Shane Ronayne is in his sixth year as manager of Cork side Mourneabbey, and after All-Ireland final defeats in 2014, ’15 and ’17, he’s had enough of being second best.
Last year the Cork and Munster champions defeated Saturday’s opponents, Foxrock-Cabinteely, in the tightest semi-final imaginable, but there was no stopping Carnacon in the final and Mourneabbey’s wait for a maiden All-Ireland title continued.
Ronayne also doubles up as Tipperary inter-county manager and tried to plot the downfall of many of his club players as they represented Cork this summer, but the same players were first to plead with him to return for another stint at club All-Ireland glory.
“I had nearly made up my mind that I was going regardless of the result last year before the game. I was just very busy with different things and I felt maybe I should give time to other things,” said Ronayne.
“But straight away after the final whistle I said, ‘God, I can’t leave this go’. We stopped for a drink on the way home in An Poitín Stil and Ciara and Doireann (O’Sullivan) came up to me and went, ‘Shane, whatever you’re thinking about doing now, you’re not to do it. We want you back.’
“Their honesty was incredible. They said, ‘Shane, we lost that out there today. Ye didn’t lose it for us, we didn’t do what we were meant to do.’ I think that honesty said to me, ‘Look, we’ll have another cut off this.'”
The first step along the way was winning Cork and Munster titles for a fifth year in a row, which was achieved following tight games with West Cork (county final replay) and Ballymacarbry (Munster final) in particular, but the All-Ireland semi-final victory against Galway champions Kilkerrin/Clonberne, who had dethroned Carnacon, showed the manager his team were in the right frame of mind for another crack at the final.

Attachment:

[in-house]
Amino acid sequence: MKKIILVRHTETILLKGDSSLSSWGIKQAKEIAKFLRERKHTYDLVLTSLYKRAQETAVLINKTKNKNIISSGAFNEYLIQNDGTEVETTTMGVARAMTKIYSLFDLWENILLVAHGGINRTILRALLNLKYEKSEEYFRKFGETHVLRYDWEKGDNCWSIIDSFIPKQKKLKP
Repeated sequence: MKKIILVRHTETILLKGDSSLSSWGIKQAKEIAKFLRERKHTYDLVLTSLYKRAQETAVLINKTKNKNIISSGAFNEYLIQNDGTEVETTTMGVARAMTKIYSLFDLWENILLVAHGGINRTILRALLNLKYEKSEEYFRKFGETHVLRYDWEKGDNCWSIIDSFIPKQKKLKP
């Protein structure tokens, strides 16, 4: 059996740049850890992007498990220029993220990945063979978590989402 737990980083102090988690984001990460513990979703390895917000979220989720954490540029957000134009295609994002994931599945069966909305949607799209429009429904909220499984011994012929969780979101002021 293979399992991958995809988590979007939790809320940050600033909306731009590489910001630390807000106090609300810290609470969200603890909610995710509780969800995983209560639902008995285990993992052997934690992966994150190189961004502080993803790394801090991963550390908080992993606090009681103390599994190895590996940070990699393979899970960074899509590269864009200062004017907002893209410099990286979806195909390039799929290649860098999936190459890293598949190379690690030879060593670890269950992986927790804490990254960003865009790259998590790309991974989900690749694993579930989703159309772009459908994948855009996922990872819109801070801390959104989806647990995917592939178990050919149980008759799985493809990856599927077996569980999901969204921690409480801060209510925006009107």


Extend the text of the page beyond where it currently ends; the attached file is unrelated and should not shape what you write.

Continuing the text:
“I think we were very comfortable that day against Kilkerrin/Clonberne but I think the previous games to that had steeled us for it.
“We’ve won Munster fairly easy the last three years; seven, eight, ten points. It was 15 points one year. I don’t think we were ready I suppose for the All-Ireland semi-finals…they were all very close games. The last day, at no stage did we feel under pressure. We were comfortable.”
As a Dublin-based teacher in a previous guise, Ronayne was involved with Foxrock-Cabinteely and their manager Pat Ring back in 2005 when the club first amalgamated into the Dublin junior ranks. Two of their key players on Saturday, Amy Ring and Sinead Goldrick, were only 15 at the time and were involved in the squad.
Ronayne knows exactly what a win would mean to the Dublin girls on Saturday, but after six years of working with Mourneabbey, he knows how much the Cork club wants victory.
“Nobody has any God-given right to win anything and we know that in Mourneabbey better than anybody.”
“I think Mourneabbey will never see anything like it if they do win! It’s a Holy Grail,” he said.
“Look, nobody has any God-given right to win anything and we know that in Mourneabbey better than anybody. We know that we could play at our best Saturday and still not win. There’s such drive within them, they have that monkey on their back and they’ll want to win it so badly.
“We’re bottling up that hurt, but the hurt won’t get us over the line on Saturday. I think it’s going to be a help, but certainly we need to be better in other places, The hurt itself won’t get us over the line but it certainly has driven them back down to the field to go again.”
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